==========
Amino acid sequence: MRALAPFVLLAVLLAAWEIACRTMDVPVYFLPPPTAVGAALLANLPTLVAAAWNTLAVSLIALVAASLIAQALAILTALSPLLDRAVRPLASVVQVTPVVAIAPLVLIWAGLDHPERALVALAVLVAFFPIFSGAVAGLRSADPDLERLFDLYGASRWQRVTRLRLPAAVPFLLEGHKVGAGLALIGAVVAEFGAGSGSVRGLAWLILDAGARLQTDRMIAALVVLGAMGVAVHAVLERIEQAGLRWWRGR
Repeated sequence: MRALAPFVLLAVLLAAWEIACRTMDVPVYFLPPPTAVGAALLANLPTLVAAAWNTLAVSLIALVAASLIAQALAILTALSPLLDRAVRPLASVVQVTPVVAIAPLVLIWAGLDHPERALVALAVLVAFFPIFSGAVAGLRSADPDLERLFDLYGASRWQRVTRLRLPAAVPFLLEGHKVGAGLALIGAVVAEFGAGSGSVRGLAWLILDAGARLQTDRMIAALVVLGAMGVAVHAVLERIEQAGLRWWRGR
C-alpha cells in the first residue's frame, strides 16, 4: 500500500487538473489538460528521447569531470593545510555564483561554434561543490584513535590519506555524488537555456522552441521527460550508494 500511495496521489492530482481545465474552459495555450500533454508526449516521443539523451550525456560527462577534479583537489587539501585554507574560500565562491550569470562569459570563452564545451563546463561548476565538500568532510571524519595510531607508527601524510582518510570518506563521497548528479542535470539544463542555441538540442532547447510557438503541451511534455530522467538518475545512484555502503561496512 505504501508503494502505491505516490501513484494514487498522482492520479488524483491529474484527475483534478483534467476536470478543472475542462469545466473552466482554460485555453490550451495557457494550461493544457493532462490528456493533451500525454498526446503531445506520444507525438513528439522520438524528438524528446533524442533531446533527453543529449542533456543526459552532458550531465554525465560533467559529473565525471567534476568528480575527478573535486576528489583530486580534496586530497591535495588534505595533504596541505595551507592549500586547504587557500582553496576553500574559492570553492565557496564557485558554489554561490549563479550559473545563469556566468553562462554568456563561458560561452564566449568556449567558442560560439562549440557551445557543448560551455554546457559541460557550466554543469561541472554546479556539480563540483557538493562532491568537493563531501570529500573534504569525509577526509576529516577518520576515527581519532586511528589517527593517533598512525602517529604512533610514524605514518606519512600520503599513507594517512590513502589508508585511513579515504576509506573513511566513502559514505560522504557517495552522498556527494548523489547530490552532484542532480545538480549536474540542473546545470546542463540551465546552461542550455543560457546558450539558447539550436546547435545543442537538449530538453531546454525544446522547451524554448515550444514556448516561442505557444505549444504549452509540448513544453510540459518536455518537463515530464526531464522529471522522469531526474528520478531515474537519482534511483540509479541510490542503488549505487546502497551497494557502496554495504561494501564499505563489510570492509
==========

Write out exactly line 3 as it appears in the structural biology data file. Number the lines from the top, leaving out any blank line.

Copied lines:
C-alpha cells in the first residue's frame, strides 16, 4: 500500500487538473489538460528521447569531470593545510555564483561554434561543490584513535590519506555524488537555456522552441521527460550508494 500511495496521489492530482481545465474552459495555450500533454508526449516521443539523451550525456560527462577534479583537489587539501585554507574560500565562491550569470562569459570563452564545451563546463561548476565538500568532510571524519595510531607508527601524510582518510570518506563521497548528479542535470539544463542555441538540442532547447510557438503541451511534455530522467538518475545512484555502503561496512 505504501508503494502505491505516490501513484494514487498522482492520479488524483491529474484527475483534478483534467476536470478543472475542462469545466473552466482554460485555453490550451495557457494550461493544457493532462490528456493533451500525454498526446503531445506520444507525438513528439522520438524528438524528446533524442533531446533527453543529449542533456543526459552532458550531465554525465560533467559529473565525471567534476568528480575527478573535486576528489583530486580534496586530497591535495588534505595533504596541505595551507592549500586547504587557500582553496576553500574559492570553492565557496564557485558554489554561490549563479550559473545563469556566468553562462554568456563561458560561452564566449568556449567558442560560439562549440557551445557543448560551455554546457559541460557550466554543469561541472554546479556539480563540483557538493562532491568537493563531501570529500573534504569525509577526509576529516577518520576515527581519532586511528589517527593517533598512525602517529604512533610514524605514518606519512600520503599513507594517512590513502589508508585511513579515504576509506573513511566513502559514505560522504557517495552522498556527494548523489547530490552532484542532480545538480549536474540542473546545470546542463540551465546552461542550455543560457546558450539558447539550436546547435545543442537538449530538453531546454525544446522547451524554448515550444514556448516561442505557444505549444504549452509540448513544453510540459518536455518537463515530464526531464522529471522522469531526474528520478531515474537519482534511483540509479541510490542503488549505487546502497551497494557502496554495504561494501564499505563489510570492509